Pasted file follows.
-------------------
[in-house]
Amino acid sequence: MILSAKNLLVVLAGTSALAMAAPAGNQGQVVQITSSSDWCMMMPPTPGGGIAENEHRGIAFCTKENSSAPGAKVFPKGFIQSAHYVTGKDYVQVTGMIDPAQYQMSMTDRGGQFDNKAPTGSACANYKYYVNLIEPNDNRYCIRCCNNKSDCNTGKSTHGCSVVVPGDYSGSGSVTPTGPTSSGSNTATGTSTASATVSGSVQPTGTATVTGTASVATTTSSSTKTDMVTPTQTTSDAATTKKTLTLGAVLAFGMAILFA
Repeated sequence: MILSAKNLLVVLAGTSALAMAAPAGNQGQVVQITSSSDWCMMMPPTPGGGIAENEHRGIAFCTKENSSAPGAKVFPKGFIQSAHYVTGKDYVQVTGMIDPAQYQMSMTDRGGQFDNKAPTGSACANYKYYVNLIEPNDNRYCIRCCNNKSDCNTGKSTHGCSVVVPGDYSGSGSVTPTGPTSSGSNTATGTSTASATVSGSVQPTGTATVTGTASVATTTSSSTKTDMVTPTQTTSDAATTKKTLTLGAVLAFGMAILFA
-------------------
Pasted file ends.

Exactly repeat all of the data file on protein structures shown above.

[in-house]
Amino acid sequence: MILSAKNLLVVLAGTSALAMAAPAGNQGQVVQITSSSDWCMMMPPTPGGGIAENEHRGIAFCTKENSSAPGAKVFPKGFIQSAHYVTGKDYVQVTGMIDPAQYQMSMTDRGGQFDNKAPTGSACANYKYYVNLIEPNDNRYCIRCCNNKSDCNTGKSTHGCSVVVPGDYSGSGSVTPTGPTSSGSNTATGTSTASATVSGSVQPTGTATVTGTASVATTTSSSTKTDMVTPTQTTSDAATTKKTLTLGAVLAFGMAILFA
Repeated sequence: MILSAKNLLVVLAGTSALAMAAPAGNQGQVVQITSSSDWCMMMPPTPGGGIAENEHRGIAFCTKENSSAPGAKVFPKGFIQSAHYVTGKDYVQVTGMIDPAQYQMSMTDRGGQFDNKAPTGSACANYKYYVNLIEPNDNRYCIRCCNNKSDCNTGKSTHGCSVVVPGDYSGSGSVTPTGPTSSGSNTATGTSTASATVSGSVQPTGTATVTGTASVATTTSSSTKTDMVTPTQTTSDAATTKKTLTLGAVLAFGMAILFA